American Pika

One of the reasons I stayed in Breckenridge when I came back out west was to make another visit to Rocky Mountain National Park to wrap up two “loose ends” from when I was there last year. One of my goals was to see a pika (pronounced PIE-ka). This is a small animal, similar to a rabbit, which only lives at high elevations. Last year I was told by my Airbnb host in Fort Collins to go to the Alpine Visitor Center in the Park and I’d see lots of them….

Well, due to various circumstances (like the Park deciding to close the parking lot to paint new lines 2 weeks BEFORE Labor Day!) I was never able to get there to see a pika. I have seen what I thought were pikas on two other occasions, only to get back to the house, download my photos, and discover I had been carefully stalking chipmunks.

Before heading up to the Park this year I looked at their website and found that the road through the Park was only open 10 miles in from the west and 12 miles in from the east. So – still no pikas for JohnBoy. By the way, Estes Park, outside the east entrance to the Park was forecast to get 8-18 inches of snow the day after I left Breckenridge to drive down to Colorado Springs, so after that event the Park roads were probably totally closed!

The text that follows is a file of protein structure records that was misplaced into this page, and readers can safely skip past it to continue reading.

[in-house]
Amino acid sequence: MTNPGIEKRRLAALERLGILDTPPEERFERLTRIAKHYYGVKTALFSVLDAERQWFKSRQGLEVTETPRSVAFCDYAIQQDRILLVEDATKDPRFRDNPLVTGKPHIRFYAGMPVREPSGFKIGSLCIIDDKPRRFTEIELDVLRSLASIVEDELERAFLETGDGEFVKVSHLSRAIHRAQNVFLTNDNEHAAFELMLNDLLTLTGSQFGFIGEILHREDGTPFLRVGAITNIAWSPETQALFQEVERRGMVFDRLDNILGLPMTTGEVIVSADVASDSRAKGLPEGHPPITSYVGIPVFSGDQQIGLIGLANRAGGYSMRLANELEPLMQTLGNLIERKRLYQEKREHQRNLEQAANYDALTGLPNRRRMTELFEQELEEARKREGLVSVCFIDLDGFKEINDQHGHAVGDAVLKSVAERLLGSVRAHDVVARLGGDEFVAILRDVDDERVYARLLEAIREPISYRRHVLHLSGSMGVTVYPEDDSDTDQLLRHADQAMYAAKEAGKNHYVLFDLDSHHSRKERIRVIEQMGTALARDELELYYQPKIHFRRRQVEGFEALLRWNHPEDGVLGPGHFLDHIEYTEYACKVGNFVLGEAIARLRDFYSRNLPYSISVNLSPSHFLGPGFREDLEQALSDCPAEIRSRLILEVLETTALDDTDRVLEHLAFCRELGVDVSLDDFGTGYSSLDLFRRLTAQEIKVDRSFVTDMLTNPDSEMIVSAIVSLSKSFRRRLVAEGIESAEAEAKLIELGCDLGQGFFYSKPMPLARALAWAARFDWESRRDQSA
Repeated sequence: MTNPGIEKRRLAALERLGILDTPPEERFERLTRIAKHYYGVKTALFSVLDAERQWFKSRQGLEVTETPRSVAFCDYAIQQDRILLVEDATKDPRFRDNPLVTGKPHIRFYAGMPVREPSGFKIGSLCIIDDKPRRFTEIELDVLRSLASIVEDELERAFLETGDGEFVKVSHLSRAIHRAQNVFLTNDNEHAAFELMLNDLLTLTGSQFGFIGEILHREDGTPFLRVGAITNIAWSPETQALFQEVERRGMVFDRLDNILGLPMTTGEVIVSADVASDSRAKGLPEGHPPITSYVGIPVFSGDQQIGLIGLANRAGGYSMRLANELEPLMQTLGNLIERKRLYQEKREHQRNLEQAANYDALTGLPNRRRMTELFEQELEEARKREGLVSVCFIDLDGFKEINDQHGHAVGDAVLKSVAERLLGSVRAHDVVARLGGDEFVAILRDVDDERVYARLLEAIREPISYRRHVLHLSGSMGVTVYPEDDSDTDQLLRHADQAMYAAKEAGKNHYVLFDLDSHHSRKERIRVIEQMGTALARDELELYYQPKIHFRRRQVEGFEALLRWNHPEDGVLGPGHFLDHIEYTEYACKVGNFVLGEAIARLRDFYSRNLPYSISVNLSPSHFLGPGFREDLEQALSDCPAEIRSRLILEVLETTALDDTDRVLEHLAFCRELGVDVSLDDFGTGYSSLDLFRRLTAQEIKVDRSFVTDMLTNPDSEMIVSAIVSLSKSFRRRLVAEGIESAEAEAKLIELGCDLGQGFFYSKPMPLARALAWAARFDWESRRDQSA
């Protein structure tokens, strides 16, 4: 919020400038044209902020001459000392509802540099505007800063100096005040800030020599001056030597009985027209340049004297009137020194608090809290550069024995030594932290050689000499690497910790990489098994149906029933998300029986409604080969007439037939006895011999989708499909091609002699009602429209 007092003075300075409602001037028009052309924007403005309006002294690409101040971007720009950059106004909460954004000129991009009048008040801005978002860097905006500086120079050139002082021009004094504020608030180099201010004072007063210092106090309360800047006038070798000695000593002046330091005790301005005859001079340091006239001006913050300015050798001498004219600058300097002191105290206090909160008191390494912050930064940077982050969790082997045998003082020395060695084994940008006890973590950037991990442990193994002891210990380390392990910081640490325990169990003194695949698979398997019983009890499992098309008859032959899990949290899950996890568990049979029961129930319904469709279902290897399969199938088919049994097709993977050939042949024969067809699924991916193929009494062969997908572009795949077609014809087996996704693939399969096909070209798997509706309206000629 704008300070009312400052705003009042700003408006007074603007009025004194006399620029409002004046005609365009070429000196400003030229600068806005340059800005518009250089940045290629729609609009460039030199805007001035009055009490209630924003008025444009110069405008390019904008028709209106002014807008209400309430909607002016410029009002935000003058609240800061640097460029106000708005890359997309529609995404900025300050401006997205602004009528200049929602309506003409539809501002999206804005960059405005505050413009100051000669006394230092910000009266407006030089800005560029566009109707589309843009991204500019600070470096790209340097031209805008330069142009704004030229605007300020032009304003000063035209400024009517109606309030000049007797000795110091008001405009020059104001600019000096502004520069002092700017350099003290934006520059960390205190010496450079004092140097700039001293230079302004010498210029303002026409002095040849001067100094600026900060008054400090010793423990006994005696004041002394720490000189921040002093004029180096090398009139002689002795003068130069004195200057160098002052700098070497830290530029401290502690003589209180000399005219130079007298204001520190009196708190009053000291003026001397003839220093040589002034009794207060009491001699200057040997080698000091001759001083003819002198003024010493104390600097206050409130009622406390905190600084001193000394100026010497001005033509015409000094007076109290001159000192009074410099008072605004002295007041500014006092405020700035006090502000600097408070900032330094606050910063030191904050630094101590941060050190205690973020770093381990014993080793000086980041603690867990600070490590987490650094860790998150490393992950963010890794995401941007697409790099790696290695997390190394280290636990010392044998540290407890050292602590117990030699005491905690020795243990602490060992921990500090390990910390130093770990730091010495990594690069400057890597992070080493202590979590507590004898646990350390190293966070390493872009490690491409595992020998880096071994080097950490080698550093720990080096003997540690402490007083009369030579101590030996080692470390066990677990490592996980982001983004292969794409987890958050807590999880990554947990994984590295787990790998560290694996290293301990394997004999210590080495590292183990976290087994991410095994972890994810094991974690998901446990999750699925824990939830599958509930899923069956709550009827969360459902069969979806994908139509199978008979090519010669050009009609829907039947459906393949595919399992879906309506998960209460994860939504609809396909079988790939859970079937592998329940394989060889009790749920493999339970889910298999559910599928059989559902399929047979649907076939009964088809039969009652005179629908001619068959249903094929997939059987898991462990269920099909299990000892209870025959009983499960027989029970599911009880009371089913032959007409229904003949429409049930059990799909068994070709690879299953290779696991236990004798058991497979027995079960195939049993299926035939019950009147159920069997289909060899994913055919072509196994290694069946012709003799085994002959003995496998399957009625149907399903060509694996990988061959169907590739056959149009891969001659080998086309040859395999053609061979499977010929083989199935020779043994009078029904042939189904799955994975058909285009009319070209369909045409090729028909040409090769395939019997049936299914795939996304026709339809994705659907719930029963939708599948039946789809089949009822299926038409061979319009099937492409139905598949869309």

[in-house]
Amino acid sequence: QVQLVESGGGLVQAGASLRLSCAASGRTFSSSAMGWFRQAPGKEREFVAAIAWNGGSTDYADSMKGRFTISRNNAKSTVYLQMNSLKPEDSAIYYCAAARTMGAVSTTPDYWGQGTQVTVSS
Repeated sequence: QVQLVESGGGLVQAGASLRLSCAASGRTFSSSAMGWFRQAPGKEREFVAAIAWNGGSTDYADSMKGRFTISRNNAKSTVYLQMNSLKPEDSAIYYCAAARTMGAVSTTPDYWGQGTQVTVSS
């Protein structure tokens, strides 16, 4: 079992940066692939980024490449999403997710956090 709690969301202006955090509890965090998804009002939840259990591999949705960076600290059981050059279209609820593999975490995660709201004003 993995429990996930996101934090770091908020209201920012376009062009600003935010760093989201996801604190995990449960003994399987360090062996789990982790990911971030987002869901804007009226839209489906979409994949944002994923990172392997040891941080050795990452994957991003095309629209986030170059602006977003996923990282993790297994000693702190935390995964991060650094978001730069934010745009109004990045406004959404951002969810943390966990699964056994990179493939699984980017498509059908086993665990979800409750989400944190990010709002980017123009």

Here, thanks to the miracle of the internet, I present the elusive pika – as seen through the camera lens of others.

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(Photo credit: a-z-animals.com)

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(Photo credit: David Kingham)

While it looks like it is yawning, this pika is actually whistling to alert others in the area of a potential threat.

Pikas are only found in alpine environments above 10,000 feet and are so sensitive to temperature that they will die if they are exposed to temperatures above 78 degrees Fahrenheit. They are thought to be a harbinger of the effects of global warming. A group of pikas which used to live in Yosemite in California have vanished, apparently killed off by rising temperatures there.